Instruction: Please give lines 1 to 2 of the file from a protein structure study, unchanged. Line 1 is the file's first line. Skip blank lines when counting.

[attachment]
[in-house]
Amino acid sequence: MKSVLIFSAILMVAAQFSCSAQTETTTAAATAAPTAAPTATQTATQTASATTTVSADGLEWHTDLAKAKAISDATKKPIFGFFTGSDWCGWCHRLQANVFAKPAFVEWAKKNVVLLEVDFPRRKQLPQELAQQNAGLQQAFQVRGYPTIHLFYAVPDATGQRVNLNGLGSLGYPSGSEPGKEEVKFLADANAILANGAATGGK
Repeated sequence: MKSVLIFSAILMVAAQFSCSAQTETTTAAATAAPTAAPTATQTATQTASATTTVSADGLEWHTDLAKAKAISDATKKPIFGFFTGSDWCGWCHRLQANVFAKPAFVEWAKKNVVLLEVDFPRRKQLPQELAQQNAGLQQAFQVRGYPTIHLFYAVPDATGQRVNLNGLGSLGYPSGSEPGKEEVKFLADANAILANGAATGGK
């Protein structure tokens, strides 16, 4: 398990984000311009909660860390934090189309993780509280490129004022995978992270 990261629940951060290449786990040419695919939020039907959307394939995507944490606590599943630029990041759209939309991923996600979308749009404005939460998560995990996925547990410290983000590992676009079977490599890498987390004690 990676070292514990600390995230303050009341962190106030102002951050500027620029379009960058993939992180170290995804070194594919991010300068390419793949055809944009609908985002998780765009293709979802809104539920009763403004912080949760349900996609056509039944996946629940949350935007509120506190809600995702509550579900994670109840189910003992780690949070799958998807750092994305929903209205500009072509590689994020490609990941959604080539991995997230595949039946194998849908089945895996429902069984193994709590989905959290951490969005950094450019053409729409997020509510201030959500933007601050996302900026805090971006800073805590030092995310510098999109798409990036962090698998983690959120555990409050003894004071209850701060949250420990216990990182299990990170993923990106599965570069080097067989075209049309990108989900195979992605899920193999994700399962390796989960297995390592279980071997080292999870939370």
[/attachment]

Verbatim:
[in-house]
Amino acid sequence: MKSVLIFSAILMVAAQFSCSAQTETTTAAATAAPTAAPTATQTATQTASATTTVSADGLEWHTDLAKAKAISDATKKPIFGFFTGSDWCGWCHRLQANVFAKPAFVEWAKKNVVLLEVDFPRRKQLPQELAQQNAGLQQAFQVRGYPTIHLFYAVPDATGQRVNLNGLGSLGYPSGSEPGKEEVKFLADANAILANGAATGGK